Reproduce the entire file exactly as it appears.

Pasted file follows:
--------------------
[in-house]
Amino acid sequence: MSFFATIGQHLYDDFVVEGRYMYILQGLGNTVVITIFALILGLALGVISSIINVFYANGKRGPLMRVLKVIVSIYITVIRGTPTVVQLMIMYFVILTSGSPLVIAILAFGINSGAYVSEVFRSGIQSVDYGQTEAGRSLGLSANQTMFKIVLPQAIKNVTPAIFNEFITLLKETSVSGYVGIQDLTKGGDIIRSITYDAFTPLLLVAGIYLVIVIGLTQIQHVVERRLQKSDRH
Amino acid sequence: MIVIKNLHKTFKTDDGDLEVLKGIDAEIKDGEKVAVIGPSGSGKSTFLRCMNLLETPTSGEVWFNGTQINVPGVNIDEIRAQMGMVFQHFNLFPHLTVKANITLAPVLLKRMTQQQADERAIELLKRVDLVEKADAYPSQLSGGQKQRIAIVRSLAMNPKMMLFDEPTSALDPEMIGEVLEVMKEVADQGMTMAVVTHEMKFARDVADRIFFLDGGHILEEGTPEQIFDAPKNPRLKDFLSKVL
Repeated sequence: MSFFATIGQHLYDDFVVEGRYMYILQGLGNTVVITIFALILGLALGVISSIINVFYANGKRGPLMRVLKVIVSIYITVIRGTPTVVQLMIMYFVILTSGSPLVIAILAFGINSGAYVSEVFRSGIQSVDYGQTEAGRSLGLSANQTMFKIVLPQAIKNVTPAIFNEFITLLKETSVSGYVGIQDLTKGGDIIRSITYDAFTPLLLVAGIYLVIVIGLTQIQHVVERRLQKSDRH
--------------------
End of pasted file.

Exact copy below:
[in-house]
Amino acid sequence: MSFFATIGQHLYDDFVVEGRYMYILQGLGNTVVITIFALILGLALGVISSIINVFYANGKRGPLMRVLKVIVSIYITVIRGTPTVVQLMIMYFVILTSGSPLVIAILAFGINSGAYVSEVFRSGIQSVDYGQTEAGRSLGLSANQTMFKIVLPQAIKNVTPAIFNEFITLLKETSVSGYVGIQDLTKGGDIIRSITYDAFTPLLLVAGIYLVIVIGLTQIQHVVERRLQKSDRH
Amino acid sequence: MIVIKNLHKTFKTDDGDLEVLKGIDAEIKDGEKVAVIGPSGSGKSTFLRCMNLLETPTSGEVWFNGTQINVPGVNIDEIRAQMGMVFQHFNLFPHLTVKANITLAPVLLKRMTQQQADERAIELLKRVDLVEKADAYPSQLSGGQKQRIAIVRSLAMNPKMMLFDEPTSALDPEMIGEVLEVMKEVADQGMTMAVVTHEMKFARDVADRIFFLDGGHILEEGTPEQIFDAPKNPRLKDFLSKVL
Repeated sequence: MSFFATIGQHLYDDFVVEGRYMYILQGLGNTVVITIFALILGLALGVISSIINVFYANGKRGPLMRVLKVIVSIYITVIRGTPTVVQLMIMYFVILTSGSPLVIAILAFGINSGAYVSEVFRSGIQSVDYGQTEAGRSLGLSANQTMFKIVLPQAIKNVTPAIFNEFITLLKETSVSGYVGIQDLTKGGDIIRSITYDAFTPLLLVAGIYLVIVIGLTQIQHVVERRLQKSDRH